Morally Compromised Art, on the Big Screen

Look around the Internet at any list of the best science-fiction novels of all time, and Orson Scott Card's Ender's Game will be at or near the top (see here, here, or here). Frankly, I've always thought it was a little overrated. A good book, certainly, but better than Dune or 1984 or the Foundation trilogy? Come on. In any case, Ender's Game was published in 1985, and it's finally reaching the screen this November, in a big-budget blockbuster starring Harrison Ford, among other people. As soon as the film was announced, people started advocating a boycott of the film because of Card's views about politics in general and same-sex marriage in particular. Card is not just an opponent of marriage equality, he used to be on the board of the National Organization for Marriage, the most prominent anti-marriage-equality organization. And his writings about politics aren't just conservative, they're positively unhinged, run through with the kind of venomous hatred for liberals in general and Barack Obama in particular that we've become depressingly familiar with over the last few years.

So the question is, should that affect how we view this film, and whether we give over our ten or twelve bucks to see it, some small portion of which will presumably find its way to Card?

Just to put this in context, here's a column Card wrote recently, in which he suggests that Barack Obama, whom he compares (naturally) to Hitler, will maneuver to remain in power forever by creating an army of thugs to terrorize good Americans who oppose his dictatorial rule:

Where will he get his "national police"? The NaPo will be recruited from "young out-of-work urban men" and it will be hailed as a cure for the economic malaise of the inner cities.

In other words, Obama will put a thin veneer of training and military structure on urban gangs, and send them out to channel their violence against Obama's enemies.

Instead of doing drive-by shootings in their own neighborhoods, these young thugs will do beatings and murders of people "trying to escape" -- people who all seem to be leaders and members of groups that oppose Obama.

After spinning out his nightmare scenario for a couple thousand words (and believe me, it only gets worse), Card moves to evade moral responsibility for the rancid poison running around his head and out his keyboard by saying, "Will these things happen? Of course not. This was an experiment in fictional thinking. But it sure sounds plausible, doesn't it? Because, like a good fiction writer, I made sure this scenario fit the facts we already have -- the way Obama already acts, the way his supporters act, and the way dictators have come to power in republics in the past."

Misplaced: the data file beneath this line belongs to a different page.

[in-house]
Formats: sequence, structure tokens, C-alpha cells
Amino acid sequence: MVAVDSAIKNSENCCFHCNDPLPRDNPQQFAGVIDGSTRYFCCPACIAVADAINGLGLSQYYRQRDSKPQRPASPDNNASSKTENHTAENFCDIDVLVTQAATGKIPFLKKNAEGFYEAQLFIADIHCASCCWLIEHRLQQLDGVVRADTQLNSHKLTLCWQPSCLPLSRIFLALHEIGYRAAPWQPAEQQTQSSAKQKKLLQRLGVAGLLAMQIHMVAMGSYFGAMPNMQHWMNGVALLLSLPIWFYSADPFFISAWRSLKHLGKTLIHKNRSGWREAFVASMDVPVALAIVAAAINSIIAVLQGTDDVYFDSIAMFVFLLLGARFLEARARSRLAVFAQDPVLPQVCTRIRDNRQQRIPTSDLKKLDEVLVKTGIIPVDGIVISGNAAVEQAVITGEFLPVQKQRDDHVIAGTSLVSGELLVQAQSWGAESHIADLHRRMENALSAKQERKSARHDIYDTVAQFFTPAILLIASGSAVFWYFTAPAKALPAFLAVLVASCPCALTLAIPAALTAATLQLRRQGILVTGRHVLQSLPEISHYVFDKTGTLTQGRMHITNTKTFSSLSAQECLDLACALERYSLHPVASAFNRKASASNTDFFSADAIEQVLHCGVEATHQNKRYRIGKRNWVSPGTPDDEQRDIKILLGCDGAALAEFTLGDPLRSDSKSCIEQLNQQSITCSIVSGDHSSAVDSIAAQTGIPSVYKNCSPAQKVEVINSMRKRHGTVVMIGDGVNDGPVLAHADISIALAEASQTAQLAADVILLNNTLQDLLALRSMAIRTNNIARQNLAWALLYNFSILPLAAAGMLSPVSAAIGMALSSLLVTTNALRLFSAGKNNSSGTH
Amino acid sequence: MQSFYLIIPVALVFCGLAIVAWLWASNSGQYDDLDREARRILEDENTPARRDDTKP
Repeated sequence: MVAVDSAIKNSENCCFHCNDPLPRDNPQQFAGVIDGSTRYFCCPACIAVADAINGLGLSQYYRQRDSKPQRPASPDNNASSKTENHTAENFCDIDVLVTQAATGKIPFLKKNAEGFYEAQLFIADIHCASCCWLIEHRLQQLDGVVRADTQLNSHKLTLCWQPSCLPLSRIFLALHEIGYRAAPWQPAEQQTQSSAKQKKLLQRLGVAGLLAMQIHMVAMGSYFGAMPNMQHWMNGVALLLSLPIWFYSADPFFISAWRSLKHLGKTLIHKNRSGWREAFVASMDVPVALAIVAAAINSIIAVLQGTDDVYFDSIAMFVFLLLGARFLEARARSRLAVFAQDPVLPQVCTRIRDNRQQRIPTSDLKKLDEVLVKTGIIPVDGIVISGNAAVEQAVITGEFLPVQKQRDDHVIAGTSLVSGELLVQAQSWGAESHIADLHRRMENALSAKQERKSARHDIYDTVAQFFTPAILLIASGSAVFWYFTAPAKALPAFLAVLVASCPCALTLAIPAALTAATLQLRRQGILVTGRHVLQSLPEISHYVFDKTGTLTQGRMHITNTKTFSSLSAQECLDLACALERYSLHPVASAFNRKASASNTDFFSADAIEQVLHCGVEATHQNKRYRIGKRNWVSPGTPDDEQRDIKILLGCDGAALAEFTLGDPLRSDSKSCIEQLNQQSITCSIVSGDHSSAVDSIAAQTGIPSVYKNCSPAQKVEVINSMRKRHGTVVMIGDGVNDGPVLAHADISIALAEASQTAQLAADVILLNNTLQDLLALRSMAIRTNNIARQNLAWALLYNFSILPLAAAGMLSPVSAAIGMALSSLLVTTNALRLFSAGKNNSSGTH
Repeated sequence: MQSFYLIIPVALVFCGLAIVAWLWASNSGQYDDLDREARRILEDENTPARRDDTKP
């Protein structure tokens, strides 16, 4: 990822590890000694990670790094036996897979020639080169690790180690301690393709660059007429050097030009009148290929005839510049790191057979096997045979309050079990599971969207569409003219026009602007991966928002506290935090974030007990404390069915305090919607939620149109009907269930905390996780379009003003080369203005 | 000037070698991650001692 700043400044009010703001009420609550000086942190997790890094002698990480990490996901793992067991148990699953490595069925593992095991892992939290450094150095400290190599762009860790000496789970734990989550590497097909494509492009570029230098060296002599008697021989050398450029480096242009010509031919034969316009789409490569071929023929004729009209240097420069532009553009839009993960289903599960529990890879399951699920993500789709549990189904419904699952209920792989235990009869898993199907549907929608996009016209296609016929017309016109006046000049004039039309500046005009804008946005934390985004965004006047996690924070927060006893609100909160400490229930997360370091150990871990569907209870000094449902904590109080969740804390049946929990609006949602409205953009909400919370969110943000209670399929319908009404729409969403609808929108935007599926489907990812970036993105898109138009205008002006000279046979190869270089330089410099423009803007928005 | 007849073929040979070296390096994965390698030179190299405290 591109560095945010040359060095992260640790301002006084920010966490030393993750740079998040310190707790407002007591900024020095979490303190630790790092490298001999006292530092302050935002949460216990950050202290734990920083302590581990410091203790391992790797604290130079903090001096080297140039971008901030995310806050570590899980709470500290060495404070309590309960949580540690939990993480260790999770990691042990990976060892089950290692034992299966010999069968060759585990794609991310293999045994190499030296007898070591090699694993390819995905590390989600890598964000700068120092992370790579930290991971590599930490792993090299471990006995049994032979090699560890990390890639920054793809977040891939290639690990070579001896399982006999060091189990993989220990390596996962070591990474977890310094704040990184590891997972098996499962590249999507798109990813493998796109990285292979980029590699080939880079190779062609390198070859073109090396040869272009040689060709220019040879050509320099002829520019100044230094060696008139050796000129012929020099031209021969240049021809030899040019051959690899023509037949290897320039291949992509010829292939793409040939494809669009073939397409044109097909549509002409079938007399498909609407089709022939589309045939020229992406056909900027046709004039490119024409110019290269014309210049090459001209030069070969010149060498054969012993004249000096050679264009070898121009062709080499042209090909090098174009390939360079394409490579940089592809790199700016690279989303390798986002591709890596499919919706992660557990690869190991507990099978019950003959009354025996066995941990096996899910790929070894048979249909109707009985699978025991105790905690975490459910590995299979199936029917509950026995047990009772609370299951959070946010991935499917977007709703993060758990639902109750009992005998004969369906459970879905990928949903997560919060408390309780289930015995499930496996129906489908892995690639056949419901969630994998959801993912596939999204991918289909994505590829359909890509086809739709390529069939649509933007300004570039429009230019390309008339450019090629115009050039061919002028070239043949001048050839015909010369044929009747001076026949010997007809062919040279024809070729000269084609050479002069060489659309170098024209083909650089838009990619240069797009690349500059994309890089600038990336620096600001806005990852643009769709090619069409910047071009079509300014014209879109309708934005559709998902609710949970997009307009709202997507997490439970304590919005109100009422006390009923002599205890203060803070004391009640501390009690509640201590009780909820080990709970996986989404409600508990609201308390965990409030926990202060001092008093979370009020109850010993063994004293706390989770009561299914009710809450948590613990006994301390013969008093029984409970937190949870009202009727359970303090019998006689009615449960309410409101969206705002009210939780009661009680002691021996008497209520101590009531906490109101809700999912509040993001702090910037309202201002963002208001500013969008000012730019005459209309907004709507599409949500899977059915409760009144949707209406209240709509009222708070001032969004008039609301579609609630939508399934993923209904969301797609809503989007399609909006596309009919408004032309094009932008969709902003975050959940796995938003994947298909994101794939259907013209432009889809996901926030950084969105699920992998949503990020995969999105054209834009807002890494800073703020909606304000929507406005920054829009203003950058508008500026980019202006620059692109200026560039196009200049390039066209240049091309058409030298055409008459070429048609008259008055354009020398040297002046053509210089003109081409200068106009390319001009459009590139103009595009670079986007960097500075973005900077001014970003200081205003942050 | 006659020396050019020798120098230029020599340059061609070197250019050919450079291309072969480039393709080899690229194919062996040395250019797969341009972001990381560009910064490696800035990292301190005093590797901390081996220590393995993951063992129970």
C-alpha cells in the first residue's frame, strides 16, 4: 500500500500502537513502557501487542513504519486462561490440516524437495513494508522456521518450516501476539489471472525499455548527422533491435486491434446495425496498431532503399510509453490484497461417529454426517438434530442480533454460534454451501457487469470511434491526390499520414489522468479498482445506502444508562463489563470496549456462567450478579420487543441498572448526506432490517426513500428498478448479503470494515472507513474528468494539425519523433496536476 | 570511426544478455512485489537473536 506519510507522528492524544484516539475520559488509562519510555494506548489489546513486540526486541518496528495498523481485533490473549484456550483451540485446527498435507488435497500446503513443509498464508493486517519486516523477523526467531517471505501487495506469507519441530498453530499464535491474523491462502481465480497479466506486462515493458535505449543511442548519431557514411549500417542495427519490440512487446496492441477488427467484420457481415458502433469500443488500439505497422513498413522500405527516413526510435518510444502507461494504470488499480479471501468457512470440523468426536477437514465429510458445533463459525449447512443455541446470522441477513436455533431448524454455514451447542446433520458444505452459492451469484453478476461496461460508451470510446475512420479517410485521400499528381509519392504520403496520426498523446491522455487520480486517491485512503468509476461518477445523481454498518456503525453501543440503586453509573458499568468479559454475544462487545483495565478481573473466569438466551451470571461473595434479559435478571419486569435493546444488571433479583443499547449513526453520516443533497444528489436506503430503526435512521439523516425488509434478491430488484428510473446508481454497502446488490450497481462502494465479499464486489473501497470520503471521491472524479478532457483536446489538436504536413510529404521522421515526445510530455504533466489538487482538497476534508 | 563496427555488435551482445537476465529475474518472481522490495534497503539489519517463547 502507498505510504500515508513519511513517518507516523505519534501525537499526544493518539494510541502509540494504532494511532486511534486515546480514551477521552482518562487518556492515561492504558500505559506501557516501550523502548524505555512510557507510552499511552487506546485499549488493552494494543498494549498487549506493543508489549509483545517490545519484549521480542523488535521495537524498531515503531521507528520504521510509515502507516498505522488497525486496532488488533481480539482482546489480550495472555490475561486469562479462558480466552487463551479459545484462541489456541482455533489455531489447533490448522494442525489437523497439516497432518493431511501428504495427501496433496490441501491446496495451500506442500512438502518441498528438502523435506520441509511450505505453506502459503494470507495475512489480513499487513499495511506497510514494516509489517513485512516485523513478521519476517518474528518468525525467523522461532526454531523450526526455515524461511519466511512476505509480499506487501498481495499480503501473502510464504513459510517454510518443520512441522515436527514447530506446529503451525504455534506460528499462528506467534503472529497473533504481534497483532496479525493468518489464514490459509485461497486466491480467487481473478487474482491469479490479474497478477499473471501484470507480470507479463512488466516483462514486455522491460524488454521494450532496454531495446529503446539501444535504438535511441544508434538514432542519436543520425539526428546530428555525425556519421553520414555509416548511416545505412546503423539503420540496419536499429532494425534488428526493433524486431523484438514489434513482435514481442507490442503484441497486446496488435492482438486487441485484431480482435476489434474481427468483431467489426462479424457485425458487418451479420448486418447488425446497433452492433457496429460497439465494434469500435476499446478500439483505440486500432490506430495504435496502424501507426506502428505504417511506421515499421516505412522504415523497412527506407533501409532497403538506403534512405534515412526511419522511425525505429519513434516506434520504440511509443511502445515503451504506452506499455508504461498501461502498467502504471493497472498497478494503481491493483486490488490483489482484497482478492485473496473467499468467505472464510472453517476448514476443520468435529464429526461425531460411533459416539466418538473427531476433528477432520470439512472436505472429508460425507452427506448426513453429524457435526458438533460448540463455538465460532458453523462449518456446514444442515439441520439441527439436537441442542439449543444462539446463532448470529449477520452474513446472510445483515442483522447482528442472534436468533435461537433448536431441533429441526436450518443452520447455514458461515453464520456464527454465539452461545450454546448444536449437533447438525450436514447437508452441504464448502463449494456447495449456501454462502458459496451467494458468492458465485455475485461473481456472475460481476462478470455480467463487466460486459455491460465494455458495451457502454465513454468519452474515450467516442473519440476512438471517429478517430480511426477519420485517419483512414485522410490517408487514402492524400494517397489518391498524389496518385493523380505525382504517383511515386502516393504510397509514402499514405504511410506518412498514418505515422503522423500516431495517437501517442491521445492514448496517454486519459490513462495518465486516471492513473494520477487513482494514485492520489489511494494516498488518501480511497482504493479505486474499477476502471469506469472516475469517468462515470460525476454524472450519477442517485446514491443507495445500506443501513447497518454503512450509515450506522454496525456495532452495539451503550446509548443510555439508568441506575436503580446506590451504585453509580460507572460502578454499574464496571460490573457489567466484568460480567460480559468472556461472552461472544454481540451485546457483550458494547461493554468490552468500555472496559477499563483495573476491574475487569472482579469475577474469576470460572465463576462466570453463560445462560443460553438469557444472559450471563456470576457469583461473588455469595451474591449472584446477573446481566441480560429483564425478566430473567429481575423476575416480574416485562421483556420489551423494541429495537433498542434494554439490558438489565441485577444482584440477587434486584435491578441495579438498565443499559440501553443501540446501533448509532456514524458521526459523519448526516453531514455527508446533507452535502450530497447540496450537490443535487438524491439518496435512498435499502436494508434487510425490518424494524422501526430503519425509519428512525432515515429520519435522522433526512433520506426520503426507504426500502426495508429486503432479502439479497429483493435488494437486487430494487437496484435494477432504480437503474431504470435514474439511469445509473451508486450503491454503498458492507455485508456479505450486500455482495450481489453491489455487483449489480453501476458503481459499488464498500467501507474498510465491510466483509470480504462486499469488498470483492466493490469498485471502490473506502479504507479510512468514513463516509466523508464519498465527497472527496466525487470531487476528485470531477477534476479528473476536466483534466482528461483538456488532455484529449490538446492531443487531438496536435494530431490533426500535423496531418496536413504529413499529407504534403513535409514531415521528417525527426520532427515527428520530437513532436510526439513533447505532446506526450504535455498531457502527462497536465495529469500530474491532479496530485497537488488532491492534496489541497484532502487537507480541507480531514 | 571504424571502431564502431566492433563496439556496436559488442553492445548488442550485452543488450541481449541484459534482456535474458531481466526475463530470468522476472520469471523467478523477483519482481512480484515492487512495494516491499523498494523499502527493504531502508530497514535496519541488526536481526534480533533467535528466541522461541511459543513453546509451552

We sometimes assume that all artists will be liberals, which is of course absurd. We also assume that people who show some measure of skill and insight in one area, like fiction, would necessarily be capable of applying rational thinking in another area, like analysis of politics. It isn't surprising that Card is a conservative, but what is shocking is that he's got all the analytical rigor of an 18-year-old frat boy getting his first taste of Glenn Beck. Obama, he says, "has never had to work for a living, and he has never had to struggle to accomplish goals. He despises ordinary people, is hostile to any religion that doesn't have Obama as its deity, and his contempt for the military is complete." And really, did you need thirteen Hitler references?

But once a piece of art is created, it exists on its own apart from the artist's intent, not to mention what the artist believed about other matters having nothing to do with that particular piece of art. The more profound a piece of art is, the greater its ability to speak to our own lives, enabling us to find meaning in it that the artist never intended. Card's ideology isn't particularly evident in Ender's Game, and now we're talking about a movie, not even Card's book itself but a derivative work created out of the efforts of a few hundred other people, nearly all of whom probably find his views abhorrent.

But still, isn't there some point at which an artist's views or acts are so repugnant that you just don't want to get within a mile of anything they've touched? It isn't hard to think of extreme examples. Let's say you found out that Justin Bieber had secretly become a Grand Dragon in the KKK—would you still be OK with your daughter putting up a poster of him? What about Chris Brown? Can you hear a song of his without thinking of him punching Rihanna in the face? Because I sure can't, and I wouldn't want to give him a dime of my money.

So perhaps there's a difference between how we judge particular pieces of art and whether we choose to support the artist. When you put your money down, or even when you just make an affirmative decision to take in that person's work, you're doing the latter. I read Ender's Game some years ago, but once I found out what Orson Scott Card's views are like, the thought of reading any of his other books made me feel morally contaminated. I'm not going to tell anybody else not to read them or not to see the movie, but I just can't escape that feeling.

And in case you're curious about what this is all about, here's the trailer for Ender's Game:

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